Update 2 – 2/28, 10:19 a.m. EST: Ted Cruz released incomplete filings with the IRS Saturday, covering four years between 2011 and 2014. The documents show Texas’ junior senator and his wife Heidi earned $5 million over that period of time, and paid an average federal tax rate of 29.9 percent.
Similar to Rubio, the Cruzs’ tax returns do not show sources of income, or if any deductions were claimed.
Update – 7:25 p.m. EST: Politico is reporting that Marco Rubio’s tax returns released Saturday show Florida’s junior senator earned $335,561 in 2014, on which he paid 23.5 percent in taxes.
In 2012, Rubio made $929,439 and paid a 30 percent tax rate.
Critics will point to the fact that the release does not show tax exemptions Rubio claimed and charitable giving totals.
At the Republican presidential debate on Thursday, Sen. Ted Cruz promised to release tax returns by Friday in an effort to goad frontrunner Donald Trump into committing to a similar pact.
As of Saturday, Cruz’s campaign has yet to release those tax documents, and has no comment as to the timing of their future release.
“These things take time,” Catherine Frazier, a Cruz campaign spokesperson said. “We’re working on pulling these together and we’re gong to release them when they’re ready.”
During Cruz’s 2012 campaign for the U.S. Senate, the former Texas Solicitor General released five years of tax return forms.
The issue of candidates releasing their tax records caught the media’s attention when 2012 Republican presidential nominee Mitt Romney suggested that their may be a “bombshell” in Donald Trump’s filings with the IRS.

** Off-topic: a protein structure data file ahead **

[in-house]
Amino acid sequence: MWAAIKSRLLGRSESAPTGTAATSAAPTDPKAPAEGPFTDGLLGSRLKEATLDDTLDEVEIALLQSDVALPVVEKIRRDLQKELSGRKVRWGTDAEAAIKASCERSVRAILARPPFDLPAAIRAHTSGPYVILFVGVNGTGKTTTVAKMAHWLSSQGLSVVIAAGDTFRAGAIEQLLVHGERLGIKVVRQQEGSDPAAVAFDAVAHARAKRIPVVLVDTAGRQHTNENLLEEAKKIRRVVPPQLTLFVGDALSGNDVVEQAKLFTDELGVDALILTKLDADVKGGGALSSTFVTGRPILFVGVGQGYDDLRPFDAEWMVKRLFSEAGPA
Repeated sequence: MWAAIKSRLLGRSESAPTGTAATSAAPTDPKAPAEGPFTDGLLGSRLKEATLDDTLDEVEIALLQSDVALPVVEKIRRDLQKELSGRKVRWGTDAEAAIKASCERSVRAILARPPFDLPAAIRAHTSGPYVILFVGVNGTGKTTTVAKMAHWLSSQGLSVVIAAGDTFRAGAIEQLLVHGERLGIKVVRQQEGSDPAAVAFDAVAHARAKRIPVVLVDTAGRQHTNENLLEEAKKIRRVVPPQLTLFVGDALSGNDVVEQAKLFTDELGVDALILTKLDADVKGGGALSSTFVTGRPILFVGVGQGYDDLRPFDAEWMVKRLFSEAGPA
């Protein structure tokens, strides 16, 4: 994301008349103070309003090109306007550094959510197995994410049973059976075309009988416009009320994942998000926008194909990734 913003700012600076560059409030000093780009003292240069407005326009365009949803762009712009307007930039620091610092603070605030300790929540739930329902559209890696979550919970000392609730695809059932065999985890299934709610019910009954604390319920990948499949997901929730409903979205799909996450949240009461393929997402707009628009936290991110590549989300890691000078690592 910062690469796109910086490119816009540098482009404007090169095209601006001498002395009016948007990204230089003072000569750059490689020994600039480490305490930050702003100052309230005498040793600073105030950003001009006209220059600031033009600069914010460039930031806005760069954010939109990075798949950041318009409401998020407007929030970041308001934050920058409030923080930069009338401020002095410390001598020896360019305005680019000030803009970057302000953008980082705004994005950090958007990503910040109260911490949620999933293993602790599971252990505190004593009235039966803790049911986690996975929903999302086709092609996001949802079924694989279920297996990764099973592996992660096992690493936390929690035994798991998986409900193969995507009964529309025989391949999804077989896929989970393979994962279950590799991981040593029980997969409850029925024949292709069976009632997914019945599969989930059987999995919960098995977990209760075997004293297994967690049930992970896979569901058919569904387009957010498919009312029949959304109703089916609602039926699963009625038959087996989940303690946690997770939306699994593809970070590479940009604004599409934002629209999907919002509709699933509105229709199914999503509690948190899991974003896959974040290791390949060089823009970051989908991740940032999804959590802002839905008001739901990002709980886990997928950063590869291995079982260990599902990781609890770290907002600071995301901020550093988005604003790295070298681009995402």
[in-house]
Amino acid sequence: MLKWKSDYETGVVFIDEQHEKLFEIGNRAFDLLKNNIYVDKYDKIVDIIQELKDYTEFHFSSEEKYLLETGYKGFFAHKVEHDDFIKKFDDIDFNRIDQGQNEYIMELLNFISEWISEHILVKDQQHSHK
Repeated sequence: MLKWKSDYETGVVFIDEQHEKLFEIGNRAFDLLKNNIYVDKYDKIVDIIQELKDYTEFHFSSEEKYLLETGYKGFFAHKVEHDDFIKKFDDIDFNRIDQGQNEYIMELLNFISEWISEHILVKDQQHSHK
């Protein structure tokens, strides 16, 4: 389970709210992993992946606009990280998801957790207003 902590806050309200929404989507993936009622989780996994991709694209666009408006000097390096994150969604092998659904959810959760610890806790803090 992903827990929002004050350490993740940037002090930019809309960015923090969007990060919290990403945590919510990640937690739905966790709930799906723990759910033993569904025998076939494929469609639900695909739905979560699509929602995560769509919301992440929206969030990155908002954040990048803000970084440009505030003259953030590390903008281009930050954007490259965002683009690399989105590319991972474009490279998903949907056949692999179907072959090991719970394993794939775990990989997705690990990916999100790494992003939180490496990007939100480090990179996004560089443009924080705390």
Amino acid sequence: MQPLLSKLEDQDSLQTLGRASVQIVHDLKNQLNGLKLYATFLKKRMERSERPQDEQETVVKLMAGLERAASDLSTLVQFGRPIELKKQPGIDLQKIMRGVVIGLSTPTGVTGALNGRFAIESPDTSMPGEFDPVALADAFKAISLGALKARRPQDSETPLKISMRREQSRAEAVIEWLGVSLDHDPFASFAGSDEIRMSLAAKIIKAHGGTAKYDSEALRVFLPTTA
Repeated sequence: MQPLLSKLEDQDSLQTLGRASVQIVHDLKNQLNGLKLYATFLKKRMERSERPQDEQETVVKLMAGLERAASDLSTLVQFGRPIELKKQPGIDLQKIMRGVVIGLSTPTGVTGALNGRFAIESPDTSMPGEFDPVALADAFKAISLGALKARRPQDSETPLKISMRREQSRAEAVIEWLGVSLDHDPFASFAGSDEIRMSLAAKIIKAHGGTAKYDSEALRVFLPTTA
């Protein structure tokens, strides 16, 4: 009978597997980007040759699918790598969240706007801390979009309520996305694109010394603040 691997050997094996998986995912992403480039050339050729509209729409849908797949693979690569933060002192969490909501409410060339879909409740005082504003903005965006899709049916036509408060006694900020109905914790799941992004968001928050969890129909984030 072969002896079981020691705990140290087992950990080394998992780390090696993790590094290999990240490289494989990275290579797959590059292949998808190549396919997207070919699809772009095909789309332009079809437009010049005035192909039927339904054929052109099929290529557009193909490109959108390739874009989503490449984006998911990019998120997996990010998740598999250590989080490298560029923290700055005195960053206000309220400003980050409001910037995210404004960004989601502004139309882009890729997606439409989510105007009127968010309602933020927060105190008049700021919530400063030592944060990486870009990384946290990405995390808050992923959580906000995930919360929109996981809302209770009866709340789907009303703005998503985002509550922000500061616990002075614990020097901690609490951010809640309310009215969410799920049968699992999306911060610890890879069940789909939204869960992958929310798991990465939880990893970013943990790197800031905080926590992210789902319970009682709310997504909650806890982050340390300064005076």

“Either he’s not anywhere near as wealthy as he says he is, or he hasn’t been paying taxes we would expect him to pay or perhaps he hasn’t been giving money to vets or to the disable like he’s been telling us he’s been doing,” Romney explained to Neil Cavuto on Fox News, Wednesday.
During the debate Thursday evening, Romney tweeted the following:
No legit reason @realDonaldTrump can’t release returns while being audited, but if scared, release earlier returns no longer under audit.
— Mitt Romney (@MittRomney) February 26, 2016
If Trump does release his IRS forms, the public can expect to see that the New York real-estate mogul has taken advantage of many of the exemptions written into the tax code. On Wednesday, Trump said he pays “as little [taxes] as possible because it’s an expense and it’s not one I’m happy paying because frankly the United States government wastes a lot of money.”
Also in the debate on Thursday, Sen. Marco Rubio pledged make his tax returns public by Saturday. A Rubio campaign spokesperson followed-up saying the candidate will release his IRS filings on the afternoon of Feb. 27.
[Politico] [The Dallas Morning News] [CNN] [Bloomberg] [Photo courtesy Joe Raedle/Getty Images]